So in a previous lecture,

we introduced some code

and some equations that allowed us

to balance model performance versus model complexity.

So we had some model that said,

how accurate is the model

versus how complex is the model.

In-between those two things,

we had some trade-off parameter.

We didn't know how to set the trade-off parameter yet.

So the purpose of this lecture is going to be to

introduce the concept of a validation set,

which we might use to select those trade-off parameters,

and then we'll explore

the relationship between parameters

like Theta and these hyperparameters like Lambda,

which is a trade-off, and finally,

we'll introduce the complete training validation

and test pipeline.

Okay. So just to recap what we

saw in the last few lectures.

We saw how the training set can be

used to evaluate model performance,

but it can only do so on data that we've seen before.

We need to introduce a test set if we'd like to estimate

how well will the model actually

generalize to unseen data,

and we saw how

a regularizer can be used to mitigate overfitting.

In other words, how I can balance or

trade-off model performance versus model complexity.

So specifically, how we did that in a previous lecture,

was to optimize an equation to looks like the following.

We have on the left-hand side of this equation,

a mean squared error,

which says essentially how accurate is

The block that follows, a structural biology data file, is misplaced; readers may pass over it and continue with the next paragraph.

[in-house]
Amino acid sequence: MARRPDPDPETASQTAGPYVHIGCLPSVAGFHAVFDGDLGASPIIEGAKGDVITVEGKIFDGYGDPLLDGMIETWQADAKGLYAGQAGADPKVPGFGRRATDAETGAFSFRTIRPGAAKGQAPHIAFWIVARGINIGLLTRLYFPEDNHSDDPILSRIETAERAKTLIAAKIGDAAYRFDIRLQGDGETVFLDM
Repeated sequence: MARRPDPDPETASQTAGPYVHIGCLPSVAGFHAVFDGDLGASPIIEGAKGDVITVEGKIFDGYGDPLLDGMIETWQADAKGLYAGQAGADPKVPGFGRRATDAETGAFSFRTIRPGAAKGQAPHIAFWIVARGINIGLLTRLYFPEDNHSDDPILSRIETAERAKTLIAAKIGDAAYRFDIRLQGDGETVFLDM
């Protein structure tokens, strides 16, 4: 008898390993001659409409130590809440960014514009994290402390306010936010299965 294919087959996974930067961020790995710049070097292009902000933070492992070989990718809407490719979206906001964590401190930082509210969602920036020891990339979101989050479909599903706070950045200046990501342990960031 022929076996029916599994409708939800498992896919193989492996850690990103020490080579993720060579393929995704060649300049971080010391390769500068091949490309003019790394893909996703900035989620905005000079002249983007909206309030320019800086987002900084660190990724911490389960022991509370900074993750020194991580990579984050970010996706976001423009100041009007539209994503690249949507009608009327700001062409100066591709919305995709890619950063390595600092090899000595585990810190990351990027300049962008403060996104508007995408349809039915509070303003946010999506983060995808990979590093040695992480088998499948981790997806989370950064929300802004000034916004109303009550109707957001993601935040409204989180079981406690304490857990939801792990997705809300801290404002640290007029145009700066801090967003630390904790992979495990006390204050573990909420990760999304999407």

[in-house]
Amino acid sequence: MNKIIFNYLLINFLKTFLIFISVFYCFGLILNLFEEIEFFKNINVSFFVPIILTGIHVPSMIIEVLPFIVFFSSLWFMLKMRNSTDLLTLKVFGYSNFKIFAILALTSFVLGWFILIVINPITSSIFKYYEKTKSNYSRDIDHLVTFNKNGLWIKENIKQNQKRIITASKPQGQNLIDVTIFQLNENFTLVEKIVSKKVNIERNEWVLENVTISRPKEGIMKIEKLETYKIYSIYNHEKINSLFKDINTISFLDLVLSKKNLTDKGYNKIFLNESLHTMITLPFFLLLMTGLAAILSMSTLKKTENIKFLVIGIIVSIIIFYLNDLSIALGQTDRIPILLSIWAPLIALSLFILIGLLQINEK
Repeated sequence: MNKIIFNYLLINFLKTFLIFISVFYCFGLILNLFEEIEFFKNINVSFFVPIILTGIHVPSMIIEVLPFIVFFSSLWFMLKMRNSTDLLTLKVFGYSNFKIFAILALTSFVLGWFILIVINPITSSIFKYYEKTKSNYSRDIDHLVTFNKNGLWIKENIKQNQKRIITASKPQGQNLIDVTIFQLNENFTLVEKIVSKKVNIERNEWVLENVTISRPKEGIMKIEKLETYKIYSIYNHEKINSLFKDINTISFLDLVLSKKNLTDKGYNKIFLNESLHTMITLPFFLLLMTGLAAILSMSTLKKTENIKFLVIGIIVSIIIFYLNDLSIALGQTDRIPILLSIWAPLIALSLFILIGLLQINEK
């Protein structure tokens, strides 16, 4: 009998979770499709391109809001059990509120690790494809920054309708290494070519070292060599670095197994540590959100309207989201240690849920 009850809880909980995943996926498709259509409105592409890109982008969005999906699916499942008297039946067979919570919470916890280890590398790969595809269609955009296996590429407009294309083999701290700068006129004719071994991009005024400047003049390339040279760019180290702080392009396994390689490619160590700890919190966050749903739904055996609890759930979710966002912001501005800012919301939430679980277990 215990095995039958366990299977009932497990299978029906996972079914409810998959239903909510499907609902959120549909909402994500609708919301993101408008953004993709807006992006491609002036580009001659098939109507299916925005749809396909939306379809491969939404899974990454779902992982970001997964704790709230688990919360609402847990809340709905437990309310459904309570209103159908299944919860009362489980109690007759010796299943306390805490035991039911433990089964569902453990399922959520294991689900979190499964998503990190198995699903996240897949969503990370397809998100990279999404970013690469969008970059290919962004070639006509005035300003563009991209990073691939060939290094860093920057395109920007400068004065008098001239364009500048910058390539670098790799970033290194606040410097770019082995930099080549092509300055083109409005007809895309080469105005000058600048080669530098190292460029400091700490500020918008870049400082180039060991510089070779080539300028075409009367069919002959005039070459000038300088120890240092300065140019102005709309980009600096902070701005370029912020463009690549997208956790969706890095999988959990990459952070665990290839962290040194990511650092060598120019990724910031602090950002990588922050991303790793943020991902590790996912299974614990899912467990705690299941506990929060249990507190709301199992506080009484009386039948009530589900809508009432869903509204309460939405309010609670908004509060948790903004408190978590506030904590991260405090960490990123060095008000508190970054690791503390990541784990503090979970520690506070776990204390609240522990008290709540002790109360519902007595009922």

a particular model defined by the parameter vector Theta,

and on the right-hand side,

we have this term that penalizes model complexity.

In this case, we're penalizing the sum of

squared errors which would

encourage our model to choose parameters that

are approximately uniform or close to zero.

We could instead use something like

the sum of absolute values.

But in any case, we have one part of the model that

rewards accuracy and another part of

the model which penalizes complexity.

So we would like both of these things to be low.

The MSE should be low or the model should be accurate,

and the complexity should be low.

So the right-hand side of

the equation should be small as well.

Then, we have this value in the middle, Lambda,

which trades-off how much accuracy we

want versus how much complexity we want.

Okay. So what value should Lambda take?

We would like some value

of this regularization parameter.

It says we want good model accuracy

or low MSE on the left-hand side.

We also want low complexity

or a low sum of

squared parameters on the right-hand side.